Does new technology in dentistry really work for people?
In Dentistry @ Ballarat we are all about using new technology to do what dentists have always done, but better than before. But using new technology comes with a trap that gadget enthusiasts can easily fall into, falling for marketing hype (think Power balance band). Sometimes the new thing is just the old thing but “Now, with Factor X!”. In dentistry we must always remember that we are working with people and that for technology to be considered useful it should pass the only test that matters: the results it brings should make a difference to peoples’ quality of life.
Dental technology during the 20th century had advanced from the 1900’s but in a few respects had significantly failed to improve the lot of patients’ lives.
An uncle of mine was a minister in the Anglican Church, somebody who loved to talk and meet with his parishioners. On the day that I qualified he took me aside and told me that his greatest fear in life was standing beside an open grave giving an oration and the dentures flying out of his mouth to land with a rattle on the lid of the coffin. He then asked me if dentists had come up with anything that could be used to fix false teeth permanently into the mouth. All I could say at that time was, no, there was nothing really good. New technology in dentistry came too late for my uncle but all that was about to change.
So what was it like when Brian and I qualified?
Routine dentistry involved filling a tooth with silver amalgam, if it was a back tooth, white if it was a front tooth. If you had a missing tooth you had a denture or a bridge.
Dental amalgam is a pretty good material at plugging a hole in a tooth but you can’t escape the fact that it makes your teeth look black and it is a material that, if it hasn’t been replaced early because of decay infecting the tooth around it eventually it breaks down, becoming rough and attracting plaque. When amalgam deteriorates it expands and has the potential to crack cusps. Cusp fracture is one of the most common reasons for tooth extraction as we age. It’s been around since the 1900’s and it was only during the 1960’s that a new material (composite) was produced which allowed us to create a restoration that looked like a tooth.
Dentures have been around since the time of the Pharaohs but really got going about 500 years ago. In 1988 they were no longer carved out of whalebone or wood but made out of plastic instead, that change being made during the 1960s, the age of plastics.
Dentures do have the advantage of being quick and easy to make, as well as being cheap, but their biggest problem is that looseness is an inevitable part of wearing them and some patients just never adapt to that, either leaving them in the drawer or, like my uncle, living in constant fear of embarrassment and sometimes even shame.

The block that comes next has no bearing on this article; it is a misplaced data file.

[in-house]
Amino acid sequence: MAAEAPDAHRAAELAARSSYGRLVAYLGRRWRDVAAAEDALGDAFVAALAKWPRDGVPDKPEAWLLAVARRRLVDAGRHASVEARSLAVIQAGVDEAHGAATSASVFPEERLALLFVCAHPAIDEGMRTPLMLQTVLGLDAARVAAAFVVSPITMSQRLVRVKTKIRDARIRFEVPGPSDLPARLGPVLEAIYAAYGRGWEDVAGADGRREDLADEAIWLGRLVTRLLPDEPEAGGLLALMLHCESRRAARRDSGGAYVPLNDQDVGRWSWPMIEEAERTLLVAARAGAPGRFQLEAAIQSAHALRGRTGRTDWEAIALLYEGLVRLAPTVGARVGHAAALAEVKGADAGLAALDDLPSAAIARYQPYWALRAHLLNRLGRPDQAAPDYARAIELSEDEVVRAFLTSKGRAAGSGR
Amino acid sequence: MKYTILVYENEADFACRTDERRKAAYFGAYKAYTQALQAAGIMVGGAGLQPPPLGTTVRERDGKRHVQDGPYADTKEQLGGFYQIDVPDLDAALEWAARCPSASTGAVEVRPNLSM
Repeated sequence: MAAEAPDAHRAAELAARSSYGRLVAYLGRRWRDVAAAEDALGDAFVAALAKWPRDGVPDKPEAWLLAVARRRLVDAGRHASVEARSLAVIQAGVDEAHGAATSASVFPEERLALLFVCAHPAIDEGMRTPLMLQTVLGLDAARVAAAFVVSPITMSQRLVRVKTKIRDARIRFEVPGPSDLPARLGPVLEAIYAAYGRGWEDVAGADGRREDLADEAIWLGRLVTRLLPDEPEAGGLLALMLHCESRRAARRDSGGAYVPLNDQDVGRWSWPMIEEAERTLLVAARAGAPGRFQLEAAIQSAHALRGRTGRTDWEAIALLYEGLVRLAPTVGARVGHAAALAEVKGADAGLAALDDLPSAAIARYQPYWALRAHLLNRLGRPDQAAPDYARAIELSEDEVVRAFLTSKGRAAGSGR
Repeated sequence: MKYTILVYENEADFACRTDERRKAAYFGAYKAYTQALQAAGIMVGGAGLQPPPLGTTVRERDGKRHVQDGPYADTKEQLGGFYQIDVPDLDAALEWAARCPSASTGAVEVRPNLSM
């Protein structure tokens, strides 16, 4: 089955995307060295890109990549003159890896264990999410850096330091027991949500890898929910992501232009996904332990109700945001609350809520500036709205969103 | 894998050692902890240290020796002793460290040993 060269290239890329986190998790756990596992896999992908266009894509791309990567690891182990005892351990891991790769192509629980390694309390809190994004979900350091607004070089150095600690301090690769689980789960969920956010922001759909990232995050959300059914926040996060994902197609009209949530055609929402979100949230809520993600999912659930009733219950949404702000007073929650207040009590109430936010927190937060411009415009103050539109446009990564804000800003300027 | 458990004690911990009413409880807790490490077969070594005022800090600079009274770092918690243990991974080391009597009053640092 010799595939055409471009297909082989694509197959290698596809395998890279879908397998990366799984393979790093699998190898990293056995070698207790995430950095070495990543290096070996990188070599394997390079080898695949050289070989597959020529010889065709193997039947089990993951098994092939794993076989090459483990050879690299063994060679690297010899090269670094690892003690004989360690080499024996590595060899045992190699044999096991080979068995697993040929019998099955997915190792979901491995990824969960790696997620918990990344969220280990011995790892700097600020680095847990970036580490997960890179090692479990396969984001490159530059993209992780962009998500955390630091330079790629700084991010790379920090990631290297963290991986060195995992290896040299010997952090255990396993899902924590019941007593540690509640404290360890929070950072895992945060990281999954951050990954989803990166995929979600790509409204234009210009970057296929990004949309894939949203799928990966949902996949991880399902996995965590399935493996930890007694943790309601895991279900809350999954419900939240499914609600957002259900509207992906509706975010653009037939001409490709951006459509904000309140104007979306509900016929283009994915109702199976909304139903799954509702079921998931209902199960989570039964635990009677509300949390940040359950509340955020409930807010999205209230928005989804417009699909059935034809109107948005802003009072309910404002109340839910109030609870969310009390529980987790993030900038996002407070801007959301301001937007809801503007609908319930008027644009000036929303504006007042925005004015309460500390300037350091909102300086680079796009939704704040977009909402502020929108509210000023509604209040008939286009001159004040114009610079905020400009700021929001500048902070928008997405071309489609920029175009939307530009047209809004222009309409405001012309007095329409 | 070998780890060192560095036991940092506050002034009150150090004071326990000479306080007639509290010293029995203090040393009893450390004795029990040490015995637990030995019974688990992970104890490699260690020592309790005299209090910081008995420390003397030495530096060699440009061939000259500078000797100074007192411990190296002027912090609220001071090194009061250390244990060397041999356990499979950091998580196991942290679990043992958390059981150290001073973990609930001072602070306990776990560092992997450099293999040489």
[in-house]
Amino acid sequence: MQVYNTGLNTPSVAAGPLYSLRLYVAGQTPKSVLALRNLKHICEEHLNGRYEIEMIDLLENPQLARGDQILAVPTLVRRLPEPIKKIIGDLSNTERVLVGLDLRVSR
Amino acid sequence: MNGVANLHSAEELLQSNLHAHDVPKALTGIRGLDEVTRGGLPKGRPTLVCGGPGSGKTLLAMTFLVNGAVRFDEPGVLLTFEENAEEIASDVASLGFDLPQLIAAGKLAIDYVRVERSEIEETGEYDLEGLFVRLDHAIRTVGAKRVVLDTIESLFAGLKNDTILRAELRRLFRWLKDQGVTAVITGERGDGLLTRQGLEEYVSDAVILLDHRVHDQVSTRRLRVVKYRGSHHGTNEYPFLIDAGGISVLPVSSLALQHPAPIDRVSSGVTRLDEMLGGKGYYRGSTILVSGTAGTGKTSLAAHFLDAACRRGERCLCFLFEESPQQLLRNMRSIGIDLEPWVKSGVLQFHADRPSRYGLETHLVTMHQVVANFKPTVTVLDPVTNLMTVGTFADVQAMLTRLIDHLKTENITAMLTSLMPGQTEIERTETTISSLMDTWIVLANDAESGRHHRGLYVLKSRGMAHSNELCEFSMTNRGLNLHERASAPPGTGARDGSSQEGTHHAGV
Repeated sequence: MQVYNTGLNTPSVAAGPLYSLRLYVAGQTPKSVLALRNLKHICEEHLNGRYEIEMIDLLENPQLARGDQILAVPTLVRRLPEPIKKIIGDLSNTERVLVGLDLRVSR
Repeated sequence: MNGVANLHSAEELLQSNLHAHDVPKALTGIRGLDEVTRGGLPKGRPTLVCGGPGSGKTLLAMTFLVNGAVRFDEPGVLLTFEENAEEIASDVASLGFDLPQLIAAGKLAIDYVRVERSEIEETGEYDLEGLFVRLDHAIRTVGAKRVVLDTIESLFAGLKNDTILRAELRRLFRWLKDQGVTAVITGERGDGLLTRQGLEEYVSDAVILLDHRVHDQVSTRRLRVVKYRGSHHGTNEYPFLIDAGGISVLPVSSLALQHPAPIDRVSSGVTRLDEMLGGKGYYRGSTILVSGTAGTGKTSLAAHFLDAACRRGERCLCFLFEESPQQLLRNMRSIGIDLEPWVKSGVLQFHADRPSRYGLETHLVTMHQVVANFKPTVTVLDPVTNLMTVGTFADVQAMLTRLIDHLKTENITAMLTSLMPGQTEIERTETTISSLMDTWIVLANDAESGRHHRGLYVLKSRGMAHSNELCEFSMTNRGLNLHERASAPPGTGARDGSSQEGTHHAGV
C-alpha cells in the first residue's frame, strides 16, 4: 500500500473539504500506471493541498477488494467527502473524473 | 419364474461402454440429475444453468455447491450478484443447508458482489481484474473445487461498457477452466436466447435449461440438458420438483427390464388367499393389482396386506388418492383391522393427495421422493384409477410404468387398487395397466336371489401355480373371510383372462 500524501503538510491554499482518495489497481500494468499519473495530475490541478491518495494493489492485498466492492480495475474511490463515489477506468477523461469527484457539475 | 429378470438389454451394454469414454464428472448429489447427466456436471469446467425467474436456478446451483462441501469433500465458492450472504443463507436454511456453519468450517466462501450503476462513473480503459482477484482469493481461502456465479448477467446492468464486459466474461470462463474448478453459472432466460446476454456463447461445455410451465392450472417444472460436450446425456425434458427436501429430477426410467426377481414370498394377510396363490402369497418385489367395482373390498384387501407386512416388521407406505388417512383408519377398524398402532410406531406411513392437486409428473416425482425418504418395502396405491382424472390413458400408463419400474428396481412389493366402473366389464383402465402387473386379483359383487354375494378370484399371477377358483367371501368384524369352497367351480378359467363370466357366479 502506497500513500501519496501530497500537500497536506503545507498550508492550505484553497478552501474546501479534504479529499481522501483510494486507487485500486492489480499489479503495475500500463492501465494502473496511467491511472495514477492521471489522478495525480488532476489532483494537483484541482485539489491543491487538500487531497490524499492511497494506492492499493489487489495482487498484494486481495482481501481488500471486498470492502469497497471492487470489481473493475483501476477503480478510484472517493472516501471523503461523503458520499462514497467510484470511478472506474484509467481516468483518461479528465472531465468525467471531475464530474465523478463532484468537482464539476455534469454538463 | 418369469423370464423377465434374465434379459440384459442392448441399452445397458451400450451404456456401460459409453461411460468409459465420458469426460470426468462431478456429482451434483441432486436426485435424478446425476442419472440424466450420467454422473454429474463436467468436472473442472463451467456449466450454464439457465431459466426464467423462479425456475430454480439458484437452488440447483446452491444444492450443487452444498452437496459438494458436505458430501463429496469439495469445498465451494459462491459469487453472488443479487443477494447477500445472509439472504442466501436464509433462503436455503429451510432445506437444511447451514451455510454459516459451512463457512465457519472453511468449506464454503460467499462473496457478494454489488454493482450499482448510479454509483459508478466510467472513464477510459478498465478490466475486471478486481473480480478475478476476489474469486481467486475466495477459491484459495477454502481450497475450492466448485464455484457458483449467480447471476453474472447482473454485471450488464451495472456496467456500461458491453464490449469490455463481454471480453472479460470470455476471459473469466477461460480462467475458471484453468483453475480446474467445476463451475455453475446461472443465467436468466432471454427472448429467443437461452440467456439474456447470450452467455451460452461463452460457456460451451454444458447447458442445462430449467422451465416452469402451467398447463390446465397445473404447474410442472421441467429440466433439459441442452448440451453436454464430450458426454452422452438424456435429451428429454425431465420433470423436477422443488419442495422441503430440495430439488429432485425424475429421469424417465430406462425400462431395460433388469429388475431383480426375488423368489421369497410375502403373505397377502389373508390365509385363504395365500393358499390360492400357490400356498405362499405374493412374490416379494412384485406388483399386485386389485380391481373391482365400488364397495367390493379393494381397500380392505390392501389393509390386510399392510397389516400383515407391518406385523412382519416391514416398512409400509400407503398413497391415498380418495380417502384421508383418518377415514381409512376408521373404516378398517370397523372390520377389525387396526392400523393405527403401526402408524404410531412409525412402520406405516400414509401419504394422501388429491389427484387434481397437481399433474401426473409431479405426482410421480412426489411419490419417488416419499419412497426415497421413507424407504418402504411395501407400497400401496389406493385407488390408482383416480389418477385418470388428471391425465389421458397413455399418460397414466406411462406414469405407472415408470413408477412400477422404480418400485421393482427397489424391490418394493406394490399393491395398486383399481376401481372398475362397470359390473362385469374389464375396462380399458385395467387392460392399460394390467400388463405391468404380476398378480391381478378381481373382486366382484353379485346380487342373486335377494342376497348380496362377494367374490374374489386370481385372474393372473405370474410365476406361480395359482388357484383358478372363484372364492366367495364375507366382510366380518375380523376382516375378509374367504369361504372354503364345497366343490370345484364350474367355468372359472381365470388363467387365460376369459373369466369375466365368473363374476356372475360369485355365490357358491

To try and prevent that looseness the denture clasps around other teeth in the mouth but in doing so traps plaque and bacteria between the tooth and the denture, encouraging gum disease and decay. Not a great outcome.
Bridges and crowns were some of the more advanced dental techniques available in 1988. Crowns are armour plating for a tooth and were used primarily to hold a tooth together that would otherwise have fallen apart. Bridges are a permanent alternative to a denture for replacing a missing tooth so long as there are only a few teeth missing, but the process of preparation in both cases incurs a high biological cost. (Biological cost is when part of a tooth is sacrificed in order to save the whole tooth. During preparation for a crown or a bridge 60% to 70% of the natural tooth is removed, with the consequence that after crown placement the tooth could develop an abscess and require root canal treatment) All of these problems were recognised at the time but we just didn’t have anything better. A gold crown was recognised as being the gold standard of restoration but a gold tooth doesn’t look too much like a real tooth and the nerve could still die off underneath.
With both dentures and bridges a domino effect exists where the provision of a denture or bridge to replace one tooth is more likely to result in the loss of more teeth.
All in all, when a patient in 1988 opened their mouth widely enough to see their back teeth you expected to see teeth black with amalgam, if they weren’t then you knew they had dentures.
For a dentist who really wanted to save a patient's teeth the options were fairly limited. To change this what was required was not just some fiddling around the edges but a completely different approach. On the day I graduated in 1988 (a quarter-century ago) the seeds of two such approaches had just recently been planted.
The first porcelain filling was placed in a tooth, in the University of Zurich.
The first osseo-integrated implant was placed in a patient’s jaw.
Both of these have revolutionised the outcomes for dental patients today.
Porcelain fillings are able to replace most crowns
Implants, not dentures or bridges, are now the best replacement for extracted teeth.